Feb 18, 2017

These Boots





It was May 2008.

My now husband had invited me down to his farm for our second date. I had never been to his house before. I slowly pulled in the drive and walked anxiously up the sidewalk to the front door taking it all in. He greeted me at the door with a huge grin wearing a Hollister t-shirt, a crisp pair of bootcut Levis and a pair of sneakers.

I walked into his old farmhouse and I took off my shoes. I placed them on the floor of the mudroom next to a pair of worn out Red Wings. The leather was rough and the toe was worn out where you could see the steel toe peeking through. I noticed a tin of Red Wing mink oil sitting on top of the upright freezer above. I smiled, wondering if these boots ever saw a drop.

But that didn’t matter.

You see, I learned very quickly.

These boots, they’re special. They’re a rare breed.

They’re the boots of a 4th generation farmer.

They’re purchased once every two years and when a hole starts wearing in the sole, it’s time for another.

He never tells me when it’s time for a new pair.

They just show up. Right next to the door, like that loyal old friend. Like clockwork. Same size. Same style. I really don’t even know what happens to the old pair. I suppose they go to old farm boot heaven.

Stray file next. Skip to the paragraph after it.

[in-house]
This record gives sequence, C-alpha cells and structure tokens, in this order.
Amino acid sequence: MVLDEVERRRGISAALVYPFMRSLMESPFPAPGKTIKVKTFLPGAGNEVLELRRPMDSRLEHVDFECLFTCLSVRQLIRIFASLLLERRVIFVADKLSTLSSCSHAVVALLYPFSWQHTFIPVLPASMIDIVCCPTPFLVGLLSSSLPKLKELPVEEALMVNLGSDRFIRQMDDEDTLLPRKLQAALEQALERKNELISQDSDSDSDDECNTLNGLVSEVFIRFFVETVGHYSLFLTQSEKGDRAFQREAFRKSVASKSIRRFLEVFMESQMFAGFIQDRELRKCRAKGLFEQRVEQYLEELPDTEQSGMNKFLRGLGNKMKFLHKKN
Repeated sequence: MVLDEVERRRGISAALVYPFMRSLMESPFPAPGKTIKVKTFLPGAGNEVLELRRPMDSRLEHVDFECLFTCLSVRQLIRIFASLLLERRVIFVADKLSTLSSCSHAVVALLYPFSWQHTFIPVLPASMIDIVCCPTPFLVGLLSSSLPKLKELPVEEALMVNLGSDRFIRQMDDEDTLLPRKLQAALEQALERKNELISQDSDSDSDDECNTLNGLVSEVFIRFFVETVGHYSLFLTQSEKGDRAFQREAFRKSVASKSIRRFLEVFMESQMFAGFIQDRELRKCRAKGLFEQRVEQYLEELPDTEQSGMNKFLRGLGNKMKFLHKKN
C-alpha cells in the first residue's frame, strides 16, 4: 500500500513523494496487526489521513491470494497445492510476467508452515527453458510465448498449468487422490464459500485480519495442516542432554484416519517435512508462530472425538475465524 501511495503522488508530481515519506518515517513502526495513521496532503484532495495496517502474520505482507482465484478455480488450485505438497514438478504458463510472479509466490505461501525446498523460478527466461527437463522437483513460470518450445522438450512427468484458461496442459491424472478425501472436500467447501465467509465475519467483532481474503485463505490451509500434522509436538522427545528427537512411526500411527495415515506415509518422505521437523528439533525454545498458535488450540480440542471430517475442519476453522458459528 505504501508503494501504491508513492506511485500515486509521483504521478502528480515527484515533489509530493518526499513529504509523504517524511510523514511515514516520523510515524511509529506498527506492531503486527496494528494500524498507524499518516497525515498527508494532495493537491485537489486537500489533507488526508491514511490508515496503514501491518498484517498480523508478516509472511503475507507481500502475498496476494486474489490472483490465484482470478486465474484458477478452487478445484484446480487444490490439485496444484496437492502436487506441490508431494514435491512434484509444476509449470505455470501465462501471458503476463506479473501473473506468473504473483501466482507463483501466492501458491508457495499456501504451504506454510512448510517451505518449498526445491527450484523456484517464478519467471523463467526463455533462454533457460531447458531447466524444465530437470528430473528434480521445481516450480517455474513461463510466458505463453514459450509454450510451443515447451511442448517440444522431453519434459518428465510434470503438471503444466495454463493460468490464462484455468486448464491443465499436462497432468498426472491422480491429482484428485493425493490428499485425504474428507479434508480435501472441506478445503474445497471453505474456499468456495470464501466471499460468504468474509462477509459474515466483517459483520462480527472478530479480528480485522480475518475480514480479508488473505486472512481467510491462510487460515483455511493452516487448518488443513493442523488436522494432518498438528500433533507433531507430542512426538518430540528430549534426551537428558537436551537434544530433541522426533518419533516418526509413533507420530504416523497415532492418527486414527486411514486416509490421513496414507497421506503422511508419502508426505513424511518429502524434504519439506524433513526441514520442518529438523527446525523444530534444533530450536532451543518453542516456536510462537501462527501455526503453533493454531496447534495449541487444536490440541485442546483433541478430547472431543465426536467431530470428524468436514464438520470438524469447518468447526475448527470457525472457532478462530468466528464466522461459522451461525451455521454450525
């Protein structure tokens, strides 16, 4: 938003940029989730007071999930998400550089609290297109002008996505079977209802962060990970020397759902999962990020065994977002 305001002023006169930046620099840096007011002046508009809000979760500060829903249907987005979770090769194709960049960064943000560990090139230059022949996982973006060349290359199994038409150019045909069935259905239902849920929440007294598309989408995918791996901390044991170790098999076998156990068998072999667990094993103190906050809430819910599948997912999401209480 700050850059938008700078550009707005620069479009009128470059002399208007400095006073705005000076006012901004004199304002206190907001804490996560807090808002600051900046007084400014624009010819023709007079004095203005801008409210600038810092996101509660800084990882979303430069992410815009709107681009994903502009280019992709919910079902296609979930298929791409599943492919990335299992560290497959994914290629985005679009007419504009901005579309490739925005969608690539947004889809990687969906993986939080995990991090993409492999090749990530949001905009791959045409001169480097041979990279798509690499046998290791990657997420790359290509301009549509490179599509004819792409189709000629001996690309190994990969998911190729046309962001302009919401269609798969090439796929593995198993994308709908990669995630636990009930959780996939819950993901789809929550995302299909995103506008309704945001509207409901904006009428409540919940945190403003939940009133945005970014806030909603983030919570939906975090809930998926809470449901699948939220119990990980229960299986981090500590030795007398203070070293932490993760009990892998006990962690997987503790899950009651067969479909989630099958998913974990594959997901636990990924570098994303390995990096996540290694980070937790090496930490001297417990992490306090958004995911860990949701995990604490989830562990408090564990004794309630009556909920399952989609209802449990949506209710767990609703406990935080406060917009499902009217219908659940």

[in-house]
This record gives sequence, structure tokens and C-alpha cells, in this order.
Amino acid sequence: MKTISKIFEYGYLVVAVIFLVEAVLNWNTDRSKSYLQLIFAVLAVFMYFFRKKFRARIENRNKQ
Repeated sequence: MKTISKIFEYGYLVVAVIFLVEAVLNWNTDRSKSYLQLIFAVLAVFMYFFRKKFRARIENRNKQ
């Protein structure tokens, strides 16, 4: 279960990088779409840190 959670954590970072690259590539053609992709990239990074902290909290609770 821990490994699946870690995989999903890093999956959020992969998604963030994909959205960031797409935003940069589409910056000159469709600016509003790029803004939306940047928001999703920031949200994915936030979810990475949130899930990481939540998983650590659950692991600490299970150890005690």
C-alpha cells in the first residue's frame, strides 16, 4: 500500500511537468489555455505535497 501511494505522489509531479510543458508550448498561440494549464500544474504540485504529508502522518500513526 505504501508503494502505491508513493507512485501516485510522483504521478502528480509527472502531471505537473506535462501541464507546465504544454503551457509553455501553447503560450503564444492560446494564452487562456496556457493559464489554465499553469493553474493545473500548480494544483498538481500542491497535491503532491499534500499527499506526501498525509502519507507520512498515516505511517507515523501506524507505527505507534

They’re like family, these boots.

In fact, I’ve gotten so use to them that I forgot how special they were.

Until tonight.

I had just walked up from our backyard. My husband had recently came home from working and was sitting on the tailgate of his truck in the shop. It was a nice, unusually warm day for February. He was covered in dirt. The dog was covered in mud. He looked tired. But happy.

He climbed off the truck and went in to clean up for the evening. I put a few things away outside. As I rounded the corner back into the shop, I walked in and stopped.

The sun was shining in on the tailgate where he once sat.

And in his place sat those boots.